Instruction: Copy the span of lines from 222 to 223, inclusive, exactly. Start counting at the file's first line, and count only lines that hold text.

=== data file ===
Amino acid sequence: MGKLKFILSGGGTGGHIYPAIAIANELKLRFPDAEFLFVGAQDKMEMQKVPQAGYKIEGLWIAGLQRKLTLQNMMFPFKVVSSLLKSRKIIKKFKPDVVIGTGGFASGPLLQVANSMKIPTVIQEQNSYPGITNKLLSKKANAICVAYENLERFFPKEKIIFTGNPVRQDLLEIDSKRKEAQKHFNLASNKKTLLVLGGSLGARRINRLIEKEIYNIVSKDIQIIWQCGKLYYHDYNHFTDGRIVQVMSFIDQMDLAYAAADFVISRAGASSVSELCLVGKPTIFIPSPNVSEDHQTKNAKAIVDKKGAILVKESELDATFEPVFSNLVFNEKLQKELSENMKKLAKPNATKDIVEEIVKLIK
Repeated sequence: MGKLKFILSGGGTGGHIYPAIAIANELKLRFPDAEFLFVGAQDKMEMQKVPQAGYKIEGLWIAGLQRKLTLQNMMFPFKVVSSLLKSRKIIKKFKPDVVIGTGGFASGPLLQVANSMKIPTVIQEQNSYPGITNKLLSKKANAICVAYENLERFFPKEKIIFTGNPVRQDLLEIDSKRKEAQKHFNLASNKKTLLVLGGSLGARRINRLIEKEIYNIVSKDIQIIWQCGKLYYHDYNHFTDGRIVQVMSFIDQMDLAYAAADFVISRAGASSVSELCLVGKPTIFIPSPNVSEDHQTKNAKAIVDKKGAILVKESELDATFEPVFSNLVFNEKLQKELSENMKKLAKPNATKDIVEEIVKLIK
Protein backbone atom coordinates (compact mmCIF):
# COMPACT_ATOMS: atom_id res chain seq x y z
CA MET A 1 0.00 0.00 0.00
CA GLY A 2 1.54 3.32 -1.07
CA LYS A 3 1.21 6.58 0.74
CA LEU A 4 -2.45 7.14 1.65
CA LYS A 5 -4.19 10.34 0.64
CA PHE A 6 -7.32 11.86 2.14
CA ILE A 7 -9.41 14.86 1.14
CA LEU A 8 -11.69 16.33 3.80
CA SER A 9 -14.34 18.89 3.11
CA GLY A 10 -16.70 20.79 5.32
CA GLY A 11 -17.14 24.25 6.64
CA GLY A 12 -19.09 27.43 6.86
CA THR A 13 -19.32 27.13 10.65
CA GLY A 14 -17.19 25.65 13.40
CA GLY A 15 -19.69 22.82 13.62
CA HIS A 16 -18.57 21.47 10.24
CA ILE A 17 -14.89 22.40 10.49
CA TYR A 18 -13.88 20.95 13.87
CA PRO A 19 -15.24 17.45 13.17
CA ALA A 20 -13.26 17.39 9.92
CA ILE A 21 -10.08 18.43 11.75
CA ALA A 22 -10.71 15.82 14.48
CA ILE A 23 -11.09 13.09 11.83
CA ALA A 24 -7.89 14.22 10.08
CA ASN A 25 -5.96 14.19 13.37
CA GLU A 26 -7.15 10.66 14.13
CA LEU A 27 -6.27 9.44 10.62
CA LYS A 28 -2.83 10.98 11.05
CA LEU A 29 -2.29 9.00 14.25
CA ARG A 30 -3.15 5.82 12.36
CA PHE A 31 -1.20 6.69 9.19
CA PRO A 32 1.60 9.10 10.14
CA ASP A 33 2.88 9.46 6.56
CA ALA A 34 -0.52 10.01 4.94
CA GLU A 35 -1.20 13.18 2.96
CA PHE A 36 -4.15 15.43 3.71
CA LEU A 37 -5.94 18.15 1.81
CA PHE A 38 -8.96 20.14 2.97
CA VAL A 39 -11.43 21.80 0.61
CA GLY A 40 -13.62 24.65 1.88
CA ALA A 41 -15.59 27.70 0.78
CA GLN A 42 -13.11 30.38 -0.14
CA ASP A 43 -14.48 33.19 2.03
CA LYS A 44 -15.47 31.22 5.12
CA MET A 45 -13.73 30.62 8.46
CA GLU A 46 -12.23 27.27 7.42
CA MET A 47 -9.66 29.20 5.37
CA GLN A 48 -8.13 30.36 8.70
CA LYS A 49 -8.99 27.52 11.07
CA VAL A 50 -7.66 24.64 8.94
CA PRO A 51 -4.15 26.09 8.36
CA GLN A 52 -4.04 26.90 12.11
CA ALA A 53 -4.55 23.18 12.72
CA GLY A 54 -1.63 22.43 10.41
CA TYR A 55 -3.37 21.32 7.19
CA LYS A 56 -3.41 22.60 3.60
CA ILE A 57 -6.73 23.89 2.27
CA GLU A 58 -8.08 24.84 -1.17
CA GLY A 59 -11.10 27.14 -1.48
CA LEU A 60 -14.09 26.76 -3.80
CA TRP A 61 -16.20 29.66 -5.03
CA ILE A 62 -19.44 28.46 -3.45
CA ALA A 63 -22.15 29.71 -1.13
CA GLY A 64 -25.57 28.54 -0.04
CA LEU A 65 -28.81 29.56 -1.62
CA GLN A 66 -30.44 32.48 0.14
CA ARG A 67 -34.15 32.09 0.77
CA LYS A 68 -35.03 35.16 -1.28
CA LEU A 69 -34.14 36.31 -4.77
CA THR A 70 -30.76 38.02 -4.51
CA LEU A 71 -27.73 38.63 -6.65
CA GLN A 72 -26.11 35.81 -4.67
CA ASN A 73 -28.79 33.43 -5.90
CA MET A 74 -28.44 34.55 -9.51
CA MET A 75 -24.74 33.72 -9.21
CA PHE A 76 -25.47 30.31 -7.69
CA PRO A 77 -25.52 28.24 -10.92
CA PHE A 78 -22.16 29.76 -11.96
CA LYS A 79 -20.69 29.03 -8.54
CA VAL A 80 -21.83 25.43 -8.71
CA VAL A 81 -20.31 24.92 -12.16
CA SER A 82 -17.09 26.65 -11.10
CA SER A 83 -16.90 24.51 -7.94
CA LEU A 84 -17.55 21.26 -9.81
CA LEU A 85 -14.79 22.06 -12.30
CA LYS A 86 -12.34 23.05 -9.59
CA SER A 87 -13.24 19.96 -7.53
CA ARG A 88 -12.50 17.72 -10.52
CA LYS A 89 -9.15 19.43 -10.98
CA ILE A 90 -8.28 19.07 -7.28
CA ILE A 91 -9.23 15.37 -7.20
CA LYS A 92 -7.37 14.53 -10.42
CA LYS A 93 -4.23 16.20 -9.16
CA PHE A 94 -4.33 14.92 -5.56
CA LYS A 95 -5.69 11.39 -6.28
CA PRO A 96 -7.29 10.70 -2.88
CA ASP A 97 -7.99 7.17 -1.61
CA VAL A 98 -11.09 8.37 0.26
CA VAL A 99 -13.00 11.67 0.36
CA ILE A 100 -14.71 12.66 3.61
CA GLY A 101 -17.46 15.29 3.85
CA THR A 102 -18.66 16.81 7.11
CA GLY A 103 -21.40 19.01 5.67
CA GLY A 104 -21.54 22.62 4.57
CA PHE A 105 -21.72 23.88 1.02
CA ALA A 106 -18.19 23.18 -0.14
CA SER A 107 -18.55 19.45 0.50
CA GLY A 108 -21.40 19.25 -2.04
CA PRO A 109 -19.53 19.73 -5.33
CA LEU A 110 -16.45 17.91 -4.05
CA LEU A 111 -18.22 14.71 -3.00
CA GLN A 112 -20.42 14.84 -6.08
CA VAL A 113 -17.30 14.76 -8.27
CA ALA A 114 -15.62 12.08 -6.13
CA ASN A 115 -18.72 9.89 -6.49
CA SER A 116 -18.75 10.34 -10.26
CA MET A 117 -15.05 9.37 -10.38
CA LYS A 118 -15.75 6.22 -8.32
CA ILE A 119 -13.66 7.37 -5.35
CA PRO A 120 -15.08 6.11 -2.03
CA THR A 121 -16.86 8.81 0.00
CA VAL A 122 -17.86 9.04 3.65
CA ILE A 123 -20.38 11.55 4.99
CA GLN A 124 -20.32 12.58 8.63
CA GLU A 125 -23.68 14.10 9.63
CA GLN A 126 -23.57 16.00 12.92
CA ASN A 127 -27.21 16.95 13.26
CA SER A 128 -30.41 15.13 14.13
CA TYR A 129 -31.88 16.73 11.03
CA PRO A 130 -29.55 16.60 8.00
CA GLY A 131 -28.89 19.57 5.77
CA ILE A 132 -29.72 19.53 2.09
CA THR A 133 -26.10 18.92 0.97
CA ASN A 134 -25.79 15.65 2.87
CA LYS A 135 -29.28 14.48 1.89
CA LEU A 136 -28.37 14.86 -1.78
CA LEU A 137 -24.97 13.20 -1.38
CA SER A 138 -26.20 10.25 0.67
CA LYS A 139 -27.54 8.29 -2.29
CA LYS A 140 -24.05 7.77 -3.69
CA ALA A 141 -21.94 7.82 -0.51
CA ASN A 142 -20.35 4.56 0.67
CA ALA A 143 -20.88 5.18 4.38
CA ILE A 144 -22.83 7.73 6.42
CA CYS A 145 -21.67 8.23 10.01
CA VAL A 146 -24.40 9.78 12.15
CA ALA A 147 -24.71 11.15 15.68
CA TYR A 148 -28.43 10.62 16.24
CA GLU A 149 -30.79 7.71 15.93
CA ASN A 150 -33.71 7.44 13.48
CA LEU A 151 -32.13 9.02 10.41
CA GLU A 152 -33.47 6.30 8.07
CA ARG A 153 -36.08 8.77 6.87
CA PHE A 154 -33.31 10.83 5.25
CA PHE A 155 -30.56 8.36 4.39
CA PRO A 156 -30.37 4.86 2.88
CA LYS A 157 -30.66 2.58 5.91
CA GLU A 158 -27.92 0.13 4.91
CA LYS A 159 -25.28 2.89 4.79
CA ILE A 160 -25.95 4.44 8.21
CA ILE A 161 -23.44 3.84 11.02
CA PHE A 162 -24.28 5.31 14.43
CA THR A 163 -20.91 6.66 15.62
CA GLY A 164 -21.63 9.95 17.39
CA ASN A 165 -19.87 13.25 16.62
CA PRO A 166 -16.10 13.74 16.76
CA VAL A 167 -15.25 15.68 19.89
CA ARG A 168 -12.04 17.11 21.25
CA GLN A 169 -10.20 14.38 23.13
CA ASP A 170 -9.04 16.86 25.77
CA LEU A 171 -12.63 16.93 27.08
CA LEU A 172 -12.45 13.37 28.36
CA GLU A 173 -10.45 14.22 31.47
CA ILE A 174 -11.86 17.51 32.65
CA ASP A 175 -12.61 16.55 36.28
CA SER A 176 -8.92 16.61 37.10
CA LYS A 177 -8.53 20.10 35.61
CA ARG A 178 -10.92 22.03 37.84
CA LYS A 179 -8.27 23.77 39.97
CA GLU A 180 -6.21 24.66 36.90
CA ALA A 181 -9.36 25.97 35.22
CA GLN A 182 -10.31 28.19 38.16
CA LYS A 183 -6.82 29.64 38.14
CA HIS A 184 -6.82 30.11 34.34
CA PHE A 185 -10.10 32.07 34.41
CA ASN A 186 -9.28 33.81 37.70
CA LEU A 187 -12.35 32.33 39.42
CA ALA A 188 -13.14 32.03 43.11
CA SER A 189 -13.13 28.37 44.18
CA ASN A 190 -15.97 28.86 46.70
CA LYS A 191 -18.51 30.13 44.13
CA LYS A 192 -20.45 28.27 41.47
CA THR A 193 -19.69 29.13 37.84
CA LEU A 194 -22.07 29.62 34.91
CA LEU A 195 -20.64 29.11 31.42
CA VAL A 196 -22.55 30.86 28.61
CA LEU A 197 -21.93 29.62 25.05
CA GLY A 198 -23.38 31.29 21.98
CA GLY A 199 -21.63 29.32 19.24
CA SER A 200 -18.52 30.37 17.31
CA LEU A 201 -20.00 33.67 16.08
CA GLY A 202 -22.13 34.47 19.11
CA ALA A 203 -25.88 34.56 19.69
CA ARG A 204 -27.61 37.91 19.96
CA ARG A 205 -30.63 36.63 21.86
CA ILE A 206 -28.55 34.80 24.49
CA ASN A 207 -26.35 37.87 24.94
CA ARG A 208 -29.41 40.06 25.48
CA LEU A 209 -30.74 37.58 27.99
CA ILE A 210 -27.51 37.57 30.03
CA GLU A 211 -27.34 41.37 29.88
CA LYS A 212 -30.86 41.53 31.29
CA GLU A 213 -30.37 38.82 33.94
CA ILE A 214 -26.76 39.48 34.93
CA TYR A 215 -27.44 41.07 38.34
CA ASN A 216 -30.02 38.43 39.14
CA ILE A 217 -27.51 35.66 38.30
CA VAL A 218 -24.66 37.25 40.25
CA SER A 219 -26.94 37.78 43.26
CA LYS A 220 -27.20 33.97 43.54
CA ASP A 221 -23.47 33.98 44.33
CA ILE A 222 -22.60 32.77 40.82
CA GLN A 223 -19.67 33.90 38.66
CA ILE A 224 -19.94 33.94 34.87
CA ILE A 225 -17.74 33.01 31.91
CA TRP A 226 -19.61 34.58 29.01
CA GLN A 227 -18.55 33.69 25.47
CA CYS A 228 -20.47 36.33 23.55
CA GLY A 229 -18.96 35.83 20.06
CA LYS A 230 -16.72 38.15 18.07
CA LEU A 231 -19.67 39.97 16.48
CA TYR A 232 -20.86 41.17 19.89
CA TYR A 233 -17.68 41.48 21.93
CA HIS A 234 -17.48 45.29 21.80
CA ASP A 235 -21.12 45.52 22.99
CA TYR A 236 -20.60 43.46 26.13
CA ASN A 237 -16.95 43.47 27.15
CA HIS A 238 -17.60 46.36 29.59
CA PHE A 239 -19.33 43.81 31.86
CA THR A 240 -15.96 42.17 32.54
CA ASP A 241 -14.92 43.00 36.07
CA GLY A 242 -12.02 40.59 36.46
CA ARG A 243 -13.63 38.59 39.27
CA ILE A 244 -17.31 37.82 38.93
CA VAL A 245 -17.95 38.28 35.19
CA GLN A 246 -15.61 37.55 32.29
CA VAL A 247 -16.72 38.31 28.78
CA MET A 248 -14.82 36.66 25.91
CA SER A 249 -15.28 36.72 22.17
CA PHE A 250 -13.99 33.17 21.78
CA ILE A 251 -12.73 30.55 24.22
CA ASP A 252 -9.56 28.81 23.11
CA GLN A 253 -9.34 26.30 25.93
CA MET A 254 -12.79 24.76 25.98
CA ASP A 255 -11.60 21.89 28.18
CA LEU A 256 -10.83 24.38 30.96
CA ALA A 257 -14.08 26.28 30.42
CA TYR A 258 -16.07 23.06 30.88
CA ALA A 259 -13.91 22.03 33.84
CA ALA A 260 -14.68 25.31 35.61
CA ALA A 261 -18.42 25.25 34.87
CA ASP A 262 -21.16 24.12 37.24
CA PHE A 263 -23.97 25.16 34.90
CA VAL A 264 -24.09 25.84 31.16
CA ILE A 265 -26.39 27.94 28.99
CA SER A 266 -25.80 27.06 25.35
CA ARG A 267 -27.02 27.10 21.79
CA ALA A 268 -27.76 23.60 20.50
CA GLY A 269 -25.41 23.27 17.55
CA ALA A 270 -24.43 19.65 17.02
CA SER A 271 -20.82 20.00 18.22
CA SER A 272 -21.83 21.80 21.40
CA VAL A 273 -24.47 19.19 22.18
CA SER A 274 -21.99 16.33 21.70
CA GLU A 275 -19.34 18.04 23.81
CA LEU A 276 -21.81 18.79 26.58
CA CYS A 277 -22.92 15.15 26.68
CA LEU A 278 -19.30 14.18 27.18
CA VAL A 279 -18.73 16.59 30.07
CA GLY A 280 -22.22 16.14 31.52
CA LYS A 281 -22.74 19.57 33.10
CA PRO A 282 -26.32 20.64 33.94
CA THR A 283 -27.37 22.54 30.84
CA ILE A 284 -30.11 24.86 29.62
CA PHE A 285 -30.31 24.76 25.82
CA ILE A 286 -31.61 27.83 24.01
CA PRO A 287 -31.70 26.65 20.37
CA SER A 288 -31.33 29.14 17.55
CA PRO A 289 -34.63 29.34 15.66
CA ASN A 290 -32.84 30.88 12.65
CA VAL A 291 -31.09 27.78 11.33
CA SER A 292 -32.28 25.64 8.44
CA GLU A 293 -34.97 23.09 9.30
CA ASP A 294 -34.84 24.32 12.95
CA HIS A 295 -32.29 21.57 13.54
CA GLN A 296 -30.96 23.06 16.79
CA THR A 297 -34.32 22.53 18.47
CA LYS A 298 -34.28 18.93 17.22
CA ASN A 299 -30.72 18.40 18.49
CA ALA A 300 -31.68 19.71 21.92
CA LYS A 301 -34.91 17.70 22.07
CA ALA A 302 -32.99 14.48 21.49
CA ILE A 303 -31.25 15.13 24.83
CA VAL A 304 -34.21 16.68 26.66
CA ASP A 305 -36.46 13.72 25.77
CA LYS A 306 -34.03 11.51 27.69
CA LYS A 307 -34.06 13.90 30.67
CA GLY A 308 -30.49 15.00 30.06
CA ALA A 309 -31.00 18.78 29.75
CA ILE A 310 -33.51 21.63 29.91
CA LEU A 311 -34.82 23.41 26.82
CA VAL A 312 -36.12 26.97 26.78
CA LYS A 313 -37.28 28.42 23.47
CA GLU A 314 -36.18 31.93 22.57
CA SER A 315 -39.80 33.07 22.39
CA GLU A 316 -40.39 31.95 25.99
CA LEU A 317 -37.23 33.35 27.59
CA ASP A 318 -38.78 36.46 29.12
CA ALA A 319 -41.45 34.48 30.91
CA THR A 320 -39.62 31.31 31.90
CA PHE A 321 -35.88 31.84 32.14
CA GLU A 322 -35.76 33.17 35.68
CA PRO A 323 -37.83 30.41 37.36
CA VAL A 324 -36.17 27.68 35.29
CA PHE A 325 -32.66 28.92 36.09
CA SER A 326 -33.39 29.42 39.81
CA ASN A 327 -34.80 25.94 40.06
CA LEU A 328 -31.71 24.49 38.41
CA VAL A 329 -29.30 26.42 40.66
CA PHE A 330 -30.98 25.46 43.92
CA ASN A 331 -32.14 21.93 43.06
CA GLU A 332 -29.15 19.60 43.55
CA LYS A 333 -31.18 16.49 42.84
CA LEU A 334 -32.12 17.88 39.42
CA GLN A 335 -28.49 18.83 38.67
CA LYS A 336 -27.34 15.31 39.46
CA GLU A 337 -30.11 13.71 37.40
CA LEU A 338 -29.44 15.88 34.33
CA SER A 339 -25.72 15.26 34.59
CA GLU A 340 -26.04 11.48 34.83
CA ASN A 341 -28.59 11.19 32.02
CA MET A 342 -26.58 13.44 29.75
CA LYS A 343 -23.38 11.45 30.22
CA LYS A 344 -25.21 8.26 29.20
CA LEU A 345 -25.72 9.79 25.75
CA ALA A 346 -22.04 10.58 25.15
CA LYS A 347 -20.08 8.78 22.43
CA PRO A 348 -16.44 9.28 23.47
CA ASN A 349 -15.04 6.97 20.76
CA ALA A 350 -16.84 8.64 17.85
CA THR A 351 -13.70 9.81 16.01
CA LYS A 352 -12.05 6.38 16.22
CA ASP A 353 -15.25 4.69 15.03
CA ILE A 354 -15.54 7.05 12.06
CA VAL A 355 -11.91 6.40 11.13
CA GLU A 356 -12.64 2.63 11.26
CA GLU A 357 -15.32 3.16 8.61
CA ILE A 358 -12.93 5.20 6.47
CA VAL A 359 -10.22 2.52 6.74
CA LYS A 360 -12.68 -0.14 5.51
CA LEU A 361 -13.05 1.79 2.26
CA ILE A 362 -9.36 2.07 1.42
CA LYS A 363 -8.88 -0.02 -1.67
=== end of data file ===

CA VAL A 218 -24.66 37.25 40.25
CA SER A 219 -26.94 37.78 43.26